Low returns in equities drag NZ Super performance

Chief executive Adrian Orr says the NZ$30.1bn fund, which allocates about 5 percent of its portfolio to private equity,needs to “work harder to find attractive investment opportunities” in the current slow growth environment.

The New Zealand Superannuation Fund reported a dip in annual returns due to weaker results from its global equities portfolio, but a strong performance by its infrastructure and timber investments helped to offset some of those losses.

According to its financial report for the year to June 2016, the fund saw a 1.89 percent return before tax and after costs, plunging from a 14.6 return in the previous year.

The fund, which has invested in private equity since 2005, grew its overall portfolio size, from NZ$29.5 billion ($22 billion; €19 billion) in June 2015 to NZ$30.1 billion this year.

On a monthly basis, in July and August 2016, outside the reporting period, the fund posted strong returns of 3.7 percent and 1.2 percent, respectively, compared with a return of -0.7 percent in June 2016.

Chairwoman of NZ Super Catherine Savage said in a statement that the overall result was robust given the low growth, volatile environment. Global equity markets experienced negative returns over the year, with the MSCI developed markets and emerging markets indices returning a combined -1.88 percent.

In the same statement, chief executive Adrian Orr noted that the global investment environment was challenging, with “overall investment returns likely to be volatile and on a low trajectory for some time”.

He added: “There is an abundance of capital looking for investment opportunities, and asset valuations are therefore fully priced. We are having to work harder to find attractive investment opportunities.”

The Auckland-based fund did, however, outperform its reference portfolio benchmark – a low-cost reference portfolio used as a yardstick to measure value-add in its active investments – by 0.52 percent or NZ$155 million during the year, due mainly to strong performance in its timber and infrastructure investments. According to a statement, the firm’s 42 percent stake in forestry business Kaingaroa Timberlands increased in value, from NZ$82 million to NZ$1.49 billion. And in infrastructure, NZ Super, property firm Ngai Tahu, and asset management firm New Ground Capital invested $113 million late last year in new housing development at Hobsonville Point in Auckland, its first foray in the local housing market which will see 200 new homes built by 2018.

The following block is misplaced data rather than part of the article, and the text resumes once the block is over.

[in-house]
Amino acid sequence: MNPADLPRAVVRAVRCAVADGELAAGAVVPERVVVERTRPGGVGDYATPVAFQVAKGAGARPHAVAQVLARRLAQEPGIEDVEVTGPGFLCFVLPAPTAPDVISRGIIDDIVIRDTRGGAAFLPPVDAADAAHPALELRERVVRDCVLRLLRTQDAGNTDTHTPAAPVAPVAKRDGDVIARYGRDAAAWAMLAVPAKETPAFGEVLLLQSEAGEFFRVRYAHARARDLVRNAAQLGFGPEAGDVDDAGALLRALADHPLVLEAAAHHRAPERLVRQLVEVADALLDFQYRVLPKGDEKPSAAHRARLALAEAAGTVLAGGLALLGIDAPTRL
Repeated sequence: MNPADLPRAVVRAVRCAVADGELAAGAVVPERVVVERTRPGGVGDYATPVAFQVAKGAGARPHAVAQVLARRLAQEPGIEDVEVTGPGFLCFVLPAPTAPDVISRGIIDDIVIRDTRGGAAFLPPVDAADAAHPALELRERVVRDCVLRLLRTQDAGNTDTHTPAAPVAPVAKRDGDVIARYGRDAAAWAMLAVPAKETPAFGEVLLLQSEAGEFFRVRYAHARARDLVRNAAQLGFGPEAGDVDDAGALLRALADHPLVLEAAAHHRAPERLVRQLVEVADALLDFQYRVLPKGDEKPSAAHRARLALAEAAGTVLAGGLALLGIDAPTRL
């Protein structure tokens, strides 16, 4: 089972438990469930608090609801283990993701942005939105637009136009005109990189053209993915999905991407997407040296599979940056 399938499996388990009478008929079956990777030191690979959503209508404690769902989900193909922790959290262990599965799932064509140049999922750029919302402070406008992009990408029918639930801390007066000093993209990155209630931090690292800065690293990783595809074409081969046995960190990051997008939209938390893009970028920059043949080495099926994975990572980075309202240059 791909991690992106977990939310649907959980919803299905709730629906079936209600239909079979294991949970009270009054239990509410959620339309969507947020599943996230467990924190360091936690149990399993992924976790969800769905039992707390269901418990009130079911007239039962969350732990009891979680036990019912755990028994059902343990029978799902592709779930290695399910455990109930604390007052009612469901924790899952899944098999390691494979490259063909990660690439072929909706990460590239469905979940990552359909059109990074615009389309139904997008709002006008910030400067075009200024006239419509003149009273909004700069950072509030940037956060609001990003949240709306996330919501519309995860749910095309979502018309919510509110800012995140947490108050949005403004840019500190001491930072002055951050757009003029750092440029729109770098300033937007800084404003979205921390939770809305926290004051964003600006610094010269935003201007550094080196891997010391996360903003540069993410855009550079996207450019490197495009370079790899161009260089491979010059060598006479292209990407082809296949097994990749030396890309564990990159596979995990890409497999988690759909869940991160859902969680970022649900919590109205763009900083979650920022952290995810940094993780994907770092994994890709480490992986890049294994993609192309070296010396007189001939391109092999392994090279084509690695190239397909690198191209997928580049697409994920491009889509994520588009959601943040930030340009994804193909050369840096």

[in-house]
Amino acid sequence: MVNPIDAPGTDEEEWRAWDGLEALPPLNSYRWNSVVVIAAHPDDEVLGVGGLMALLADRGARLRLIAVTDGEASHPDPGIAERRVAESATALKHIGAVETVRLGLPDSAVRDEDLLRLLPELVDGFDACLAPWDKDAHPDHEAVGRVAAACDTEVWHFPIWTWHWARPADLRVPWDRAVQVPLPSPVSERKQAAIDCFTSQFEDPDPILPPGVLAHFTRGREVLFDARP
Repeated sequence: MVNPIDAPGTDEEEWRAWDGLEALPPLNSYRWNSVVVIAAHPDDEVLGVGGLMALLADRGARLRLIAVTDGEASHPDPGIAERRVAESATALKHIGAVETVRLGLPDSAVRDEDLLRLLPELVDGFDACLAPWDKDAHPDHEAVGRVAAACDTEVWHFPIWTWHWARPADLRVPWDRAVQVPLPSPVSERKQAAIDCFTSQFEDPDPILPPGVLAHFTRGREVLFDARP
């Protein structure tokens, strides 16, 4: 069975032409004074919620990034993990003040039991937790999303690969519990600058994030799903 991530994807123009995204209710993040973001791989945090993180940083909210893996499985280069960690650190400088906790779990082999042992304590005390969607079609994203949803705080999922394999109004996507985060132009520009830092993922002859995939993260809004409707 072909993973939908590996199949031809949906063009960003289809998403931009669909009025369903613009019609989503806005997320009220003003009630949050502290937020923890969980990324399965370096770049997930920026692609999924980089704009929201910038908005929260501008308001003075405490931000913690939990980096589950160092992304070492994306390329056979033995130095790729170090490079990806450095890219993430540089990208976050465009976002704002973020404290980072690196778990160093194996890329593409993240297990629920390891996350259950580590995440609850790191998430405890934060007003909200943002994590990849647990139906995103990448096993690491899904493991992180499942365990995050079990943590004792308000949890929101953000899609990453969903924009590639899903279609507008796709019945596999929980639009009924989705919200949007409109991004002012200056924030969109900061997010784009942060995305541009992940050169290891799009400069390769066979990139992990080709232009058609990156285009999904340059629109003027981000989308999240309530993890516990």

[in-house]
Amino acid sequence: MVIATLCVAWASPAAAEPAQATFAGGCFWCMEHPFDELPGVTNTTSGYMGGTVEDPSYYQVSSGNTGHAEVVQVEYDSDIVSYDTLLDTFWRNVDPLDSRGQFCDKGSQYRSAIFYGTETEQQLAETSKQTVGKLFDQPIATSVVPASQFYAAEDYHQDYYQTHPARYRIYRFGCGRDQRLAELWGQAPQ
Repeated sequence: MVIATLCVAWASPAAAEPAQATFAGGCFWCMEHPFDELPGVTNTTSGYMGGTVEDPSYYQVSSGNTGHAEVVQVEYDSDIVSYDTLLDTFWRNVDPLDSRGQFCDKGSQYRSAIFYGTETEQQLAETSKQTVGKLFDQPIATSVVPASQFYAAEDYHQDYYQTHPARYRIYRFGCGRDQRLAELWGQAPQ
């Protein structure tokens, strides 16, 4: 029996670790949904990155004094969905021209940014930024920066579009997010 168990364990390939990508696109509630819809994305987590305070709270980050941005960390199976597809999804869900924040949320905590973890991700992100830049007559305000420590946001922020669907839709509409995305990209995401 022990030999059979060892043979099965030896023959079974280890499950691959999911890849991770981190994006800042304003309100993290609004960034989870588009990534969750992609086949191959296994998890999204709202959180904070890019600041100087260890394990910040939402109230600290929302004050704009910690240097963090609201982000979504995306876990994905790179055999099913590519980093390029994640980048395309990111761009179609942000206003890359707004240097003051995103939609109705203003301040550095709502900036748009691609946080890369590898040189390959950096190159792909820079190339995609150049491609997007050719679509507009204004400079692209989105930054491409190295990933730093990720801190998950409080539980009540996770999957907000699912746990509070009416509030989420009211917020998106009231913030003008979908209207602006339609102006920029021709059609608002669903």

NZ Super’s asset allocation remains largely unchanged from the previous year. Out of NZ Super’s overall portfolio, global equities gets the largest allocation at 67 percent, followed by fixed income at 11 percent, timber at 6 percent, private equity at 5 percent, and NZ equities at 4 percent. Infrastructure, public and private markets, as well as rural farmland receive a combined 9 percent.

Nearly half of the fund’s investments are in North America (45 percent), Europe at 20 percent, New Zealand and Australia take up 15 percent, Asia receives 17 percent, while South America and Africa get 2 percent and 1 percent, respectively.

The fund has committed capital to several funds across the region, including KKR’s Asian Fund, GAW Capital’s Gateway Real Estate Fund III, and Pioneer Capital Partners’ New Zealand Expansion Capital Fund, according to its 2015 annual report.

In July, the fund sold its stake in fuel company Z Energy for NZ$292 million, returning more than NZ$1 billion to NZ Super since its investment in 2010.

To optimise its portfolio, NZ Super said in its Investment Environment Report published two months ago that it would explore investments in “disruptive themes such as technology, regulation and climate change”.